At VAULT®, we do our best to steer clients away from corner cabinets because they have a very high cost and a very low return on investment. Corner cabinets do have visual merits, as they can allow you to span a countertop from one wall to another without obstruction. However, the lack of functionally is just too much to overcome. Consider a corner kitchen cabinet. Without a Lazy Susan installed, it has very limited practicality. It’s very difficult to reach the back of the cabinet, and the entrance door has to be very small, hindering accessibility even more.
A garage corner cabinet comes with the same drawbacks as a kitchen corner cabinet. You end up with a very deep cabinet, either three or four feet wide on both adjoining walls, and it’s full of dead or hard-to-access space. Instead of cabinets, we most often recommend installing TVs in garage corners. You can read our more in-depth article about garage television placement here.
Understand the Limitations of Wall Cabinets
We’ve already discussed how great armoires are and how impractical corner cabinets are. That said, if we were to rank cabinet types based on overall value and necessity, it would look like this: armoires, drawers, wall cabinets, corner cabinets.
After armoires, drawers come in second because they are a necessity for storing power tools and hand tools. Wall cabinets, on the other hand, are not a necessity. While there is a potential benefit of having wall cabinets over a work station – for storing things like aerosol cans, cleaning supplies, or car care equipment – there are also some significant limitations. Because a wall cabinet has to be recessed 12 inches from base cabinets (so you don’t bang your head on them), their shallow depth really does limit what can be stored in them.
While they might not be a necessity, wall cabinets certainly do look attractive if your budget allows for their inclusion in your layout. But the most import thing, as always, is to examine your space, budget, and needs and determine which combination of cabinets is going to be of most value to you. And the limited depth of wall cabinets, in our opinion, hurts their versatility and overall value. Therefore, at VAULT® we guide our clients to focus on the most important cabinets first: armoires and base cabinets. And if the client has the budget to include wall cabinets over a work surface, that’s certainly an option as an added feature to the base layout.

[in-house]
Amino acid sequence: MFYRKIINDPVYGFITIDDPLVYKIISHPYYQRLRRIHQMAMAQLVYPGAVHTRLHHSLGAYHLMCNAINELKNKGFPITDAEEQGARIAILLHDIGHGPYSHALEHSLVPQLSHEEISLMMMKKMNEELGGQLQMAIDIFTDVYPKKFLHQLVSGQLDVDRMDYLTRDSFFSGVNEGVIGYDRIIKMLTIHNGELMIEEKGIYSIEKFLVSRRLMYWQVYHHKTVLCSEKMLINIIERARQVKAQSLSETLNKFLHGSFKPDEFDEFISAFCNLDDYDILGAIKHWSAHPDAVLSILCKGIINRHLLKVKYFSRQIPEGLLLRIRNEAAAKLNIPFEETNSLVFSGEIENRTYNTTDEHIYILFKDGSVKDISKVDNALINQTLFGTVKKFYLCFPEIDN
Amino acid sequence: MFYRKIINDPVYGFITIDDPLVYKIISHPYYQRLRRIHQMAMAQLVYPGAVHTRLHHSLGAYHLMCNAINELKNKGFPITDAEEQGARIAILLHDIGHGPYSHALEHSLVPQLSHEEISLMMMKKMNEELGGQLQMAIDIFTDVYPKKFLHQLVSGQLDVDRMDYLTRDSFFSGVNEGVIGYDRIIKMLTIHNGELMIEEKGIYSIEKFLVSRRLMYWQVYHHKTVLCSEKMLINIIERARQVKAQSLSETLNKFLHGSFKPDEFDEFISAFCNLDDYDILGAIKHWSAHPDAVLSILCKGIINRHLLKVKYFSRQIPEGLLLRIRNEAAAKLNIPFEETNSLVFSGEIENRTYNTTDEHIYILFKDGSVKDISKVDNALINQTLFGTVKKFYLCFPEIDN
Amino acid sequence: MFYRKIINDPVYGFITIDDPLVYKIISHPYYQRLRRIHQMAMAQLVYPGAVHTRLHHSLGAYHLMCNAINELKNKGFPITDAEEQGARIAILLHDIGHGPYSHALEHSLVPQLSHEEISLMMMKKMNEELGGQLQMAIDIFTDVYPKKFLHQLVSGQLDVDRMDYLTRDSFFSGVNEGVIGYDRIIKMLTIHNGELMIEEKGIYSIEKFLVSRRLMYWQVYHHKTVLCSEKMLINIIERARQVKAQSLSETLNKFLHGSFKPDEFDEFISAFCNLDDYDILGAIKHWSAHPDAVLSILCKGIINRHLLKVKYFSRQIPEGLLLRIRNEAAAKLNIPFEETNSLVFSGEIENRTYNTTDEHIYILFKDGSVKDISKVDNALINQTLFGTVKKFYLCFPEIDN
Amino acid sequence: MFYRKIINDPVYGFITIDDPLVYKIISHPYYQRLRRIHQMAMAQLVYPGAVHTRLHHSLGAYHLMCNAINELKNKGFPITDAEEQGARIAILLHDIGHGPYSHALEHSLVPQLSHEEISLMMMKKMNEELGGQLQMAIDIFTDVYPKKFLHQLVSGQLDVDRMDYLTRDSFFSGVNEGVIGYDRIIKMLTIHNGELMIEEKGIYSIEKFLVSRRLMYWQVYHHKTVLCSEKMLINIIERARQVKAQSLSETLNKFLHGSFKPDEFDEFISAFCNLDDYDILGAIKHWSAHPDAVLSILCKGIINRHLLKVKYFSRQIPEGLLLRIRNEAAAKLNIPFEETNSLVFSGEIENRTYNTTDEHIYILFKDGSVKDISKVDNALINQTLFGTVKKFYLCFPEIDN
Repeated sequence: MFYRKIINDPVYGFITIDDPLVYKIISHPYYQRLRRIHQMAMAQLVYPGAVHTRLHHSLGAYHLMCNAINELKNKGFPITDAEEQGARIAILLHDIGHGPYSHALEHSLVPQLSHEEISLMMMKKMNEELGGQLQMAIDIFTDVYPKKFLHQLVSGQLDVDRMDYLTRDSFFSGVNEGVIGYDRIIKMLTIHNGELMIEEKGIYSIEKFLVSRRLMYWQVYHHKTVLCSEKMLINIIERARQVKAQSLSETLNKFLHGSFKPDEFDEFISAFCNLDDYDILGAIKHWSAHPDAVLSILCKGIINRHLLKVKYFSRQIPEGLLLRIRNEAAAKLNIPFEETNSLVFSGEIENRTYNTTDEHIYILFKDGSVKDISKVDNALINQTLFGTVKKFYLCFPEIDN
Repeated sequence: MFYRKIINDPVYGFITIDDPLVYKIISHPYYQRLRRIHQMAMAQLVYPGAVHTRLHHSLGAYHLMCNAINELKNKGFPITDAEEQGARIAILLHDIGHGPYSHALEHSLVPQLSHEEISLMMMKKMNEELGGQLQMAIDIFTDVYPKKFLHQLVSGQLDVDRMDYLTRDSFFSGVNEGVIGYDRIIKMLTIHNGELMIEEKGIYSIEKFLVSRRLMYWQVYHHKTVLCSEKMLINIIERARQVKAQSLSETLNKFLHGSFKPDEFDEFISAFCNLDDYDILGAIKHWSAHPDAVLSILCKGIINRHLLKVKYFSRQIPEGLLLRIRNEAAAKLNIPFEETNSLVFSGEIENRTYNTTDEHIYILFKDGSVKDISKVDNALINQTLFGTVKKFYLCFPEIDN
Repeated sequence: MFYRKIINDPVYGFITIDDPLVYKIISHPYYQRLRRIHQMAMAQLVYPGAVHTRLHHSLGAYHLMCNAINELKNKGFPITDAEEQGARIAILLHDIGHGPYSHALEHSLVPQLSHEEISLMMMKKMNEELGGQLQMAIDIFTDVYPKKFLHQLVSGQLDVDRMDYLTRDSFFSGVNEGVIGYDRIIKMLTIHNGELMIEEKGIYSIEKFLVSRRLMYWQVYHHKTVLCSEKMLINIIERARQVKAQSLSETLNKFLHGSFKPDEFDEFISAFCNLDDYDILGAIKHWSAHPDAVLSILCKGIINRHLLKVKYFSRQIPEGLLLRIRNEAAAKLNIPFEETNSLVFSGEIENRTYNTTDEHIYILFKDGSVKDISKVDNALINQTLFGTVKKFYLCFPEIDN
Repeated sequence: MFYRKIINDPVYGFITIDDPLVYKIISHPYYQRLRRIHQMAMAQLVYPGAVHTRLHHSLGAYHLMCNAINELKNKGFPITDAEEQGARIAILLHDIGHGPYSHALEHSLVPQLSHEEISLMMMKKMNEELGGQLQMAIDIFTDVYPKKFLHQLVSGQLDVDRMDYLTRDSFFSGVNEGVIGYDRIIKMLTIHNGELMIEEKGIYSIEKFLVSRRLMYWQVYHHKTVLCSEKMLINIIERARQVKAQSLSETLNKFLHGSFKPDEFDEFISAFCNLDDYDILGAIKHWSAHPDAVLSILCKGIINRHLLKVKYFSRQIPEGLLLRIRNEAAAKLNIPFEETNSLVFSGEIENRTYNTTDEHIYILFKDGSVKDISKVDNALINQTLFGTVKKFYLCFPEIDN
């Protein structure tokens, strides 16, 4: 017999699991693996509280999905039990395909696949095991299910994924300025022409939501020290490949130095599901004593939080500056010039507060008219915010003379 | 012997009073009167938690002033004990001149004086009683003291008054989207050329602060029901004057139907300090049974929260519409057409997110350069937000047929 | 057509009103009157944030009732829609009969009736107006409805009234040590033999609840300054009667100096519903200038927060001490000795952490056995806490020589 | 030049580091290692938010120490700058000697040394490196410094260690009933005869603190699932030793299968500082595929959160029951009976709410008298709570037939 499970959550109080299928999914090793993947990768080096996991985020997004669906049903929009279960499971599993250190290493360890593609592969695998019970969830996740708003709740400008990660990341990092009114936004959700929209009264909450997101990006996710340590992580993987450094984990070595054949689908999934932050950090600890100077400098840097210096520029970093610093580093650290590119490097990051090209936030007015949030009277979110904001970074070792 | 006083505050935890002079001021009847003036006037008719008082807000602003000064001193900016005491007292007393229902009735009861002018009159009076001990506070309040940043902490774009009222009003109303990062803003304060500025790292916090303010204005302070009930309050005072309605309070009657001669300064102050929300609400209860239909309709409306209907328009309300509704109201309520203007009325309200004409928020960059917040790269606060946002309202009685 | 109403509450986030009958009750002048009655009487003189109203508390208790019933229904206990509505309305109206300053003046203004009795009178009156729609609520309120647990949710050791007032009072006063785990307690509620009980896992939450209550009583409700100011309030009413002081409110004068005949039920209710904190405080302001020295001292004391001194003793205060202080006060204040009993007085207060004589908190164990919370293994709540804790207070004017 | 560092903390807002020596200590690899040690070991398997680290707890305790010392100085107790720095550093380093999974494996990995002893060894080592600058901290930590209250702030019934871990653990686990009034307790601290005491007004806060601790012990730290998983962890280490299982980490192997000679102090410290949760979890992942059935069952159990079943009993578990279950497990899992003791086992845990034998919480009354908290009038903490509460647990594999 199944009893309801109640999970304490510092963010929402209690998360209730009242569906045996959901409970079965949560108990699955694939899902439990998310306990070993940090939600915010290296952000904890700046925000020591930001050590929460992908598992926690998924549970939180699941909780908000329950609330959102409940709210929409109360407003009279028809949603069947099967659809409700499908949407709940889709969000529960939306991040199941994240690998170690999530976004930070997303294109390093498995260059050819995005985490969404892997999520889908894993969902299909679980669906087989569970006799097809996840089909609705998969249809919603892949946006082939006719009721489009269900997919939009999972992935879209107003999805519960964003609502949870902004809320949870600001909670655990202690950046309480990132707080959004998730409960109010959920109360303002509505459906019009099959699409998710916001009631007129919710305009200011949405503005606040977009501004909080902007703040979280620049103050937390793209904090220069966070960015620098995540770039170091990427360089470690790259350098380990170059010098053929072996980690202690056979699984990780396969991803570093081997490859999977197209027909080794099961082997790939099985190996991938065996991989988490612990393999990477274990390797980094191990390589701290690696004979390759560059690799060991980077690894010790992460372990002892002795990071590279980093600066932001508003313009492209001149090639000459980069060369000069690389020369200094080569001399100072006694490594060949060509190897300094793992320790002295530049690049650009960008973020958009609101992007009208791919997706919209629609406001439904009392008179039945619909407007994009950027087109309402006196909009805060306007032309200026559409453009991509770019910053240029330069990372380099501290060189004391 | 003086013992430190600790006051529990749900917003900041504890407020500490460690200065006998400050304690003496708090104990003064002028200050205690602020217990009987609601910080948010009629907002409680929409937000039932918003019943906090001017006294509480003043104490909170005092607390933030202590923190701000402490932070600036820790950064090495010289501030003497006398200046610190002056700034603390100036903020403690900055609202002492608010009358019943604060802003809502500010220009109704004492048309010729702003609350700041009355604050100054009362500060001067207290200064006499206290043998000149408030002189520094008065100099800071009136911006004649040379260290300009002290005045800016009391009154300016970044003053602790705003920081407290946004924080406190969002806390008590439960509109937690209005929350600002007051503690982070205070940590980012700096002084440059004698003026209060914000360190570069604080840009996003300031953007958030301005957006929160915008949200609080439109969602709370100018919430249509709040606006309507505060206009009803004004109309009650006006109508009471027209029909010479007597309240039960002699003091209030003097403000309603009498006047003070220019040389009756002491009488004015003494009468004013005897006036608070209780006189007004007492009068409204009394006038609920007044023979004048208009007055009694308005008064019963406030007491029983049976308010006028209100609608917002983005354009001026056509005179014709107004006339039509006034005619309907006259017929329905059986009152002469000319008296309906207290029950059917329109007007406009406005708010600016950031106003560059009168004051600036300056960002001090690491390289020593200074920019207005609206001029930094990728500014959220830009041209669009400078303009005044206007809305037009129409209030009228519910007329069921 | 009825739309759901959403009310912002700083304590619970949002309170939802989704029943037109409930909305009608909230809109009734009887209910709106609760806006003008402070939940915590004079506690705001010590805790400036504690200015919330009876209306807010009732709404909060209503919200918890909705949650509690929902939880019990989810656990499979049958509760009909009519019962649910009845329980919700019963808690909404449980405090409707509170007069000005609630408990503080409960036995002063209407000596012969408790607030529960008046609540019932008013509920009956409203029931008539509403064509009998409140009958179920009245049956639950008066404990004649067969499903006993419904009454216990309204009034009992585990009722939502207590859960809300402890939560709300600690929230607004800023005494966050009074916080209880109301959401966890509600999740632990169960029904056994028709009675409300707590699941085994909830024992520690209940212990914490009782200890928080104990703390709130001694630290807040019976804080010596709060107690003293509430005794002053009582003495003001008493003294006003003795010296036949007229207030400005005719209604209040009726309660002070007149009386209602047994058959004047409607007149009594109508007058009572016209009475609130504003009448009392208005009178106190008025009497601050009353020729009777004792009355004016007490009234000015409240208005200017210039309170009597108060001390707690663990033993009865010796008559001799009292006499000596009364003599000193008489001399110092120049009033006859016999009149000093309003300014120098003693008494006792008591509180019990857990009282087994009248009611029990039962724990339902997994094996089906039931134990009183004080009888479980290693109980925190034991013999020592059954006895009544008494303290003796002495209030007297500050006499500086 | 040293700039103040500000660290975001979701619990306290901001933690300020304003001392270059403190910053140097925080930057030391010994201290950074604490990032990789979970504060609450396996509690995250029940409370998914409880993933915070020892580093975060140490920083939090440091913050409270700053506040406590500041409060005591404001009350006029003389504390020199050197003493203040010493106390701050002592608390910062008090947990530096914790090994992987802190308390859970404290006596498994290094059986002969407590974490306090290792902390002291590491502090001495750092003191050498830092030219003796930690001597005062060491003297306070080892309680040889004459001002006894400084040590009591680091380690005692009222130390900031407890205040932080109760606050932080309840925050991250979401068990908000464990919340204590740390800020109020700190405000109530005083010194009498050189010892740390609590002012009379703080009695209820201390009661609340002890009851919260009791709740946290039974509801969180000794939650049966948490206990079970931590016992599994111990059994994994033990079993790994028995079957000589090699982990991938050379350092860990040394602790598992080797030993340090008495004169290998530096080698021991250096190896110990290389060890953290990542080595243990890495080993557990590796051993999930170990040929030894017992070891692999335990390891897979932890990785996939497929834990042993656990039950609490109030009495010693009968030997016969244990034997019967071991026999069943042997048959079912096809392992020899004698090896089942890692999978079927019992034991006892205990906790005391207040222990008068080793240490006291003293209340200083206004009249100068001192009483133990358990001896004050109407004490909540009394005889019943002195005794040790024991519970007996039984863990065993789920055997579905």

Opt for Doors and Drawers
The reason why a well-designed garage looks really organized is because everything’s behind a door or a drawer. When things are out in the open – on open shelving, on hooks, in baskets – the space as a whole will often look cluttered and disorganized as a result. Using a combination of armoires, base cabinets, and wall cabinets instead of open storage will allow you to stow items and present a more organized space, overall.
The other drawback of leaving items out in the open is that they will quickly collect dust and dirt, especially in a garage. So for these two reasons – organization and item upkeep – we generally steer clients away from open storage. It’s the same thinking that goes into kitchen storage, where items out in the open – utensils, plates, baking pans – would collect dust while creating a “cluttered” feel. This is why you generally won’t find baskets of soccer balls or baseball bats or rakes or shovels in higher end garages. Those spaces tend to conceal such items out of plain view, creating a more organized and pleasant environment in the process.
Consider Your Countertops